Association between taste receptor (TAS) genes and the perception of wine characteristics

Sci Rep. 2017 Aug 23;7(1):9239. doi: 10.1038/s41598-017-08946-3.


Several studies have suggested a possible relationship between polymorphic variants of the taste receptors genes and the acceptance, liking and intake of food and beverages. In the last decade investigators have attempted to link the individual ability to taste 6-n-propylthiouracil (PROP) and the sensations, such as astringency and bitterness, elicited by wine or its components, but with contradictory results. We have used the genotype instead of the phenotype (responsiveness to PROP or other tastants), to test the possible relation between genetic variability and the perception of wine characteristic in 528 subjects from Italy and the Czech Republic. We observed several interesting associations, among which the association between several TAS2R38 gene single nucleotide polymorphisms (P = 0.002) and the TAS2R16-rs6466849 polymorphism with wine sourness P = 0.0003). These associations were consistent in both populations, even though the country of origin was an important factor in the two models, thus indicating therefore that genetics alongside cultural factors also play a significant role in the individual liking of wine.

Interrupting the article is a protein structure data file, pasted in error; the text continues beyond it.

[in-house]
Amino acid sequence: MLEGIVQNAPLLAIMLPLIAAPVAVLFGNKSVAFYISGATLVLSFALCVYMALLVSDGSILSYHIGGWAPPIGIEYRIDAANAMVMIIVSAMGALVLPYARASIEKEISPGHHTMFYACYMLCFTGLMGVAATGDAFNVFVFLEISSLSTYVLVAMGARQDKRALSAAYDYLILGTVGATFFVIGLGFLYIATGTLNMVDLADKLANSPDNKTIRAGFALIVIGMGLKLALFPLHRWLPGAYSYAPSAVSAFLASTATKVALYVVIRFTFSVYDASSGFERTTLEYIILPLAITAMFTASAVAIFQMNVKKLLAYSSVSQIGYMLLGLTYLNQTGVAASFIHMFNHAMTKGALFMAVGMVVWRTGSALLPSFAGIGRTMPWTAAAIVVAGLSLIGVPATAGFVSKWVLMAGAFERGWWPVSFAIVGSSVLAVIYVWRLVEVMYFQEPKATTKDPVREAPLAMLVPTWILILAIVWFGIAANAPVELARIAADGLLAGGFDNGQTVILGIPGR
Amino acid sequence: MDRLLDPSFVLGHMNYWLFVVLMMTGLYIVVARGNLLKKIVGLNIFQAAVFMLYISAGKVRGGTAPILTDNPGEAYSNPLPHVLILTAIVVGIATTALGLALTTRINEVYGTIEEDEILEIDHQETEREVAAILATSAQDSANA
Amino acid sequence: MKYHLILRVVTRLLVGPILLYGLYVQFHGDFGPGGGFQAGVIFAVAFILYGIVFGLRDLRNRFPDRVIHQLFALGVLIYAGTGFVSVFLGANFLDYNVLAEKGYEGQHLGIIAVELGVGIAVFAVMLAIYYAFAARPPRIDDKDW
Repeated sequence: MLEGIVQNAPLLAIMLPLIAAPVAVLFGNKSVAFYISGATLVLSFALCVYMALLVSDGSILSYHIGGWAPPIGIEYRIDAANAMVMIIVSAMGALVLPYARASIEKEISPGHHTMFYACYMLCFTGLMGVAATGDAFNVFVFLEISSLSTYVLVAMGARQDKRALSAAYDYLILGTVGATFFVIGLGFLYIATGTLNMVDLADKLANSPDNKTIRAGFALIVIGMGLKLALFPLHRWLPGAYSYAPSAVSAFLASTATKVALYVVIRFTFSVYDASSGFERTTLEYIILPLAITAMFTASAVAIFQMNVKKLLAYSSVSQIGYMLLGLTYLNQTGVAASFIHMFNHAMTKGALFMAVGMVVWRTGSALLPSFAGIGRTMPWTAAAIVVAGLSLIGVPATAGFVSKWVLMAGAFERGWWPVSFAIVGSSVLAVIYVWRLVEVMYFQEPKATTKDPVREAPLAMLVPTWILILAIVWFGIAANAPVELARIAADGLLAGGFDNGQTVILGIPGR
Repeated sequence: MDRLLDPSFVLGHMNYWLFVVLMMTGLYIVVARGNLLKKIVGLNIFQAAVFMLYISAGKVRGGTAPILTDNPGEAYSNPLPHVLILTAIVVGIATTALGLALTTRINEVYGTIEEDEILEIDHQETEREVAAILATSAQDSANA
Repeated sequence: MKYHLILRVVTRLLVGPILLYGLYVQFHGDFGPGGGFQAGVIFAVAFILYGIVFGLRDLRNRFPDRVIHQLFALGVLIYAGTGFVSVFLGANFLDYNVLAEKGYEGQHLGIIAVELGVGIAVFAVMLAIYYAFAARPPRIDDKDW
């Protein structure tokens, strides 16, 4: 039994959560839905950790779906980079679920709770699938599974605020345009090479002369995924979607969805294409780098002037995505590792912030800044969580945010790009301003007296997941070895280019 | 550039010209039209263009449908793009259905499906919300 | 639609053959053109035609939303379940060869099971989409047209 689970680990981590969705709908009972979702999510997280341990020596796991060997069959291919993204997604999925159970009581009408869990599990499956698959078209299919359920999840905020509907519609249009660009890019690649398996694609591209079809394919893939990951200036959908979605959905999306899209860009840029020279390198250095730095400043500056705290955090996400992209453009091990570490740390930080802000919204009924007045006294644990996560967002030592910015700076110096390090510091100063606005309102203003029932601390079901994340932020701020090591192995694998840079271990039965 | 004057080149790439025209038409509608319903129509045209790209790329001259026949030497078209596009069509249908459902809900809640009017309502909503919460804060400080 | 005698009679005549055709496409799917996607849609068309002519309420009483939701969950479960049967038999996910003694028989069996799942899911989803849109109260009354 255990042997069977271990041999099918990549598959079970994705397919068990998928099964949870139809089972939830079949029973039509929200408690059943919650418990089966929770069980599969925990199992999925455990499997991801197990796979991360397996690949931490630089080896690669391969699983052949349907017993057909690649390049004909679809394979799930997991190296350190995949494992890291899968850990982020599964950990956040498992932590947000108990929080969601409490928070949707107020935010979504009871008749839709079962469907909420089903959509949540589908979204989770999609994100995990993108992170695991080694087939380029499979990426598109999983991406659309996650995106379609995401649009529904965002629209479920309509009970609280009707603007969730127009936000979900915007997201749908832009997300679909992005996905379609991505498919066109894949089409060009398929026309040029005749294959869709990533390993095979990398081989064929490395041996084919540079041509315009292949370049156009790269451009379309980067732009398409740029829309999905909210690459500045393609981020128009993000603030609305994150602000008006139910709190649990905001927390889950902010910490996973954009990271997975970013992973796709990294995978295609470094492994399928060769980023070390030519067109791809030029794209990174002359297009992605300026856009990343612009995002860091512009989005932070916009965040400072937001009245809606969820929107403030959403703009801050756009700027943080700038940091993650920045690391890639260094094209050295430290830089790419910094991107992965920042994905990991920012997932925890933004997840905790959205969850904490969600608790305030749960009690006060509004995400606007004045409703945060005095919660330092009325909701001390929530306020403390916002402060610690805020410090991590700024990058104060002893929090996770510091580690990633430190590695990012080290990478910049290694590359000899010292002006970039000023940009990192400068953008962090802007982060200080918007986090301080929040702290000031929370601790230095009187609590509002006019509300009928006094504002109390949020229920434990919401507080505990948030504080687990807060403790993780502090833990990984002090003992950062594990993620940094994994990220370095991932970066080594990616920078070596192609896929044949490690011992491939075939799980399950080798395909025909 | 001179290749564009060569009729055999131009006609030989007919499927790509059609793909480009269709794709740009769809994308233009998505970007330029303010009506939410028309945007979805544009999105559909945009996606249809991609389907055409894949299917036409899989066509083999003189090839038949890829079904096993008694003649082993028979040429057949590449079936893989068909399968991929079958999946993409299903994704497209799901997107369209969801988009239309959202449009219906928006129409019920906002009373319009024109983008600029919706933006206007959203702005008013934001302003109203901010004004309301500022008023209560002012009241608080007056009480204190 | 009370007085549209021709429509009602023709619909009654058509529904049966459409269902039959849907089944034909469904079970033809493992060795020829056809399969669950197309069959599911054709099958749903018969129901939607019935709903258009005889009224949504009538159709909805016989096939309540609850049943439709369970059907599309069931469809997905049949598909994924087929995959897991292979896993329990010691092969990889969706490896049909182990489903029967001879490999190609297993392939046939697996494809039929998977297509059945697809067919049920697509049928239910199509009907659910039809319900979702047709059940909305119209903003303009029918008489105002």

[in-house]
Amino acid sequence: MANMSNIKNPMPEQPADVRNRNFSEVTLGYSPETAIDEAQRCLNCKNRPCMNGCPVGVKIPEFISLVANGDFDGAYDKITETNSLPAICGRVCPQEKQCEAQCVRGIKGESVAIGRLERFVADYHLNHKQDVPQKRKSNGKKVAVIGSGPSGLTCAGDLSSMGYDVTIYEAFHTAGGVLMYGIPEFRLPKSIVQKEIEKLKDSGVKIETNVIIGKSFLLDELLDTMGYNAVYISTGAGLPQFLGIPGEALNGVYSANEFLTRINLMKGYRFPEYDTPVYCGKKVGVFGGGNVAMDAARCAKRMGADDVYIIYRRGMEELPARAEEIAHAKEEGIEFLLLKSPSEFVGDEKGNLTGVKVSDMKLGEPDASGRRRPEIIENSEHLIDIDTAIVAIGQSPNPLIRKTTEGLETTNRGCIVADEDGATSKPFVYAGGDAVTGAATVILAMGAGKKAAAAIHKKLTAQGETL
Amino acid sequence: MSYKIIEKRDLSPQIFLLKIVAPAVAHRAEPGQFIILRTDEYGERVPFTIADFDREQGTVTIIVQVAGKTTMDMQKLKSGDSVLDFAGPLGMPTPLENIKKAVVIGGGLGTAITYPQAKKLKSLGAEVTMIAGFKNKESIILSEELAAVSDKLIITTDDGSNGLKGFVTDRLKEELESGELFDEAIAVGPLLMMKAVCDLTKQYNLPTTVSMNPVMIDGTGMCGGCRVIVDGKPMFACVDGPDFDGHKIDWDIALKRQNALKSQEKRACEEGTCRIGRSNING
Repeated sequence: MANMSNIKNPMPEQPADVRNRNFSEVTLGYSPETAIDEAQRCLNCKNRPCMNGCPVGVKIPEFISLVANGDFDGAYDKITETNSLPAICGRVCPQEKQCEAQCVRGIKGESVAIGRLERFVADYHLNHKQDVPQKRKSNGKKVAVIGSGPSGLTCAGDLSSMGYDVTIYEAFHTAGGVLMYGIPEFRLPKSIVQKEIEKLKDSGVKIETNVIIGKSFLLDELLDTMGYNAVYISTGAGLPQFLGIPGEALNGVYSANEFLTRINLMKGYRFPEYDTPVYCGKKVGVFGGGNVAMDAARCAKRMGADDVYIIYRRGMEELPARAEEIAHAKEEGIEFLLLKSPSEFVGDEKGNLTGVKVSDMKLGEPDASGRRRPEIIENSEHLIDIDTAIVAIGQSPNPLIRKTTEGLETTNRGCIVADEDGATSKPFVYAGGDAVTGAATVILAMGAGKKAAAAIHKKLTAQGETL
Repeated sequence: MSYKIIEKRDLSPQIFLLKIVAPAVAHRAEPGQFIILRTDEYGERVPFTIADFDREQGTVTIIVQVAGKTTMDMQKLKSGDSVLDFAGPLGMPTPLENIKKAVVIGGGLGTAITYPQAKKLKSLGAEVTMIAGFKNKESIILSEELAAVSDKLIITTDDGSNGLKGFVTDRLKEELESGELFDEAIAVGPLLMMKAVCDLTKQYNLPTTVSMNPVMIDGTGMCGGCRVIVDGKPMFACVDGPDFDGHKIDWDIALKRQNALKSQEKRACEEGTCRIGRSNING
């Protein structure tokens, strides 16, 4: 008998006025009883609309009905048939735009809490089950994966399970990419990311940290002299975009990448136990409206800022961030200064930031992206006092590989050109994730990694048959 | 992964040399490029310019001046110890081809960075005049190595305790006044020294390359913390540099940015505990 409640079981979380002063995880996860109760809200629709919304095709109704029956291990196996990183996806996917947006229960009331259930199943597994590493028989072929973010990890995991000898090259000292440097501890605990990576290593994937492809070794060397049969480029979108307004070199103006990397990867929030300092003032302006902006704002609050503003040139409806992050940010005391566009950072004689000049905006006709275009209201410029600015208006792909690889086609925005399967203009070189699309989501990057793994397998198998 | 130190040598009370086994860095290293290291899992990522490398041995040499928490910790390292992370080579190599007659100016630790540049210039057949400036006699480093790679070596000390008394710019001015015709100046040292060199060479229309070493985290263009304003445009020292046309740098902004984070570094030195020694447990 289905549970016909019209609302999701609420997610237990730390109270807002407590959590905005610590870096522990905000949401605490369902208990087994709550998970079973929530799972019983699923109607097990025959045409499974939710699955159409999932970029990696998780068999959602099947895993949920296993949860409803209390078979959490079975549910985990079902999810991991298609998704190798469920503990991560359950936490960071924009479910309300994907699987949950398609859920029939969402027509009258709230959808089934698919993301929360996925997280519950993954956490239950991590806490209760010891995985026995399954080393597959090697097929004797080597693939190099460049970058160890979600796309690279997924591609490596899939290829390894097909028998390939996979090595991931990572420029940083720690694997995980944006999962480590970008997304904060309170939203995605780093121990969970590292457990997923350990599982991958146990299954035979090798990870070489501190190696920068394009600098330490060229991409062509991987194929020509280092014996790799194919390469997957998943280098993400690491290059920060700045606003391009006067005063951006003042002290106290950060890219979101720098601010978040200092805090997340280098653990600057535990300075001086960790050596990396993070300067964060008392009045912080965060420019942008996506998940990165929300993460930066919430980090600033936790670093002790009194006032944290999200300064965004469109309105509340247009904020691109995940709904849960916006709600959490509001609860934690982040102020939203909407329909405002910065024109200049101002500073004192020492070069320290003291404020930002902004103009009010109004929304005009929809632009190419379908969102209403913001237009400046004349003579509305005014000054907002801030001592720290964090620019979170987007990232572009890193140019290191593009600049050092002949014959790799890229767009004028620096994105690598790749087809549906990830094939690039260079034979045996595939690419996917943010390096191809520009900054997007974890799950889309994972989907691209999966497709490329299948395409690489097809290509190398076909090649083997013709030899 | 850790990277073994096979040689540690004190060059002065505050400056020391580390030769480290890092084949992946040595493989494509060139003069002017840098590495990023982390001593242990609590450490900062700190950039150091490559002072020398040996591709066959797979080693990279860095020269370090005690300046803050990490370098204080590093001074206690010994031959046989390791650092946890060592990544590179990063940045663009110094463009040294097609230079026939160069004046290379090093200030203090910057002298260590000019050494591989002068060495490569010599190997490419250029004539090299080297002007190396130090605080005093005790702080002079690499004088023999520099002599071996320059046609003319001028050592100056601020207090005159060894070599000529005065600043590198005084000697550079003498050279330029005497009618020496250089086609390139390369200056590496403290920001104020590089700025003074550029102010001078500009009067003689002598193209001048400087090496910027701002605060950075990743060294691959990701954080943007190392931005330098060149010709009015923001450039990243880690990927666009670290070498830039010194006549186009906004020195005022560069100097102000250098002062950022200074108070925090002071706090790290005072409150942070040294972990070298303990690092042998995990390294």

Publication types

  • Research Support, Non-U.S. Gov't

MeSH terms

  • Adult
  • Alleles
  • Czech Republic
  • Female
  • Gene Frequency
  • Genetic Association Studies*
  • Genotype
  • Humans
  • Male
  • Middle Aged
  • Phenotype
  • Polymorphism, Single Nucleotide
  • Propylthiouracil
  • Taste
  • Taste Buds / metabolism*
  • Taste Perception / genetics*
  • Wine*


  • Propylthiouracil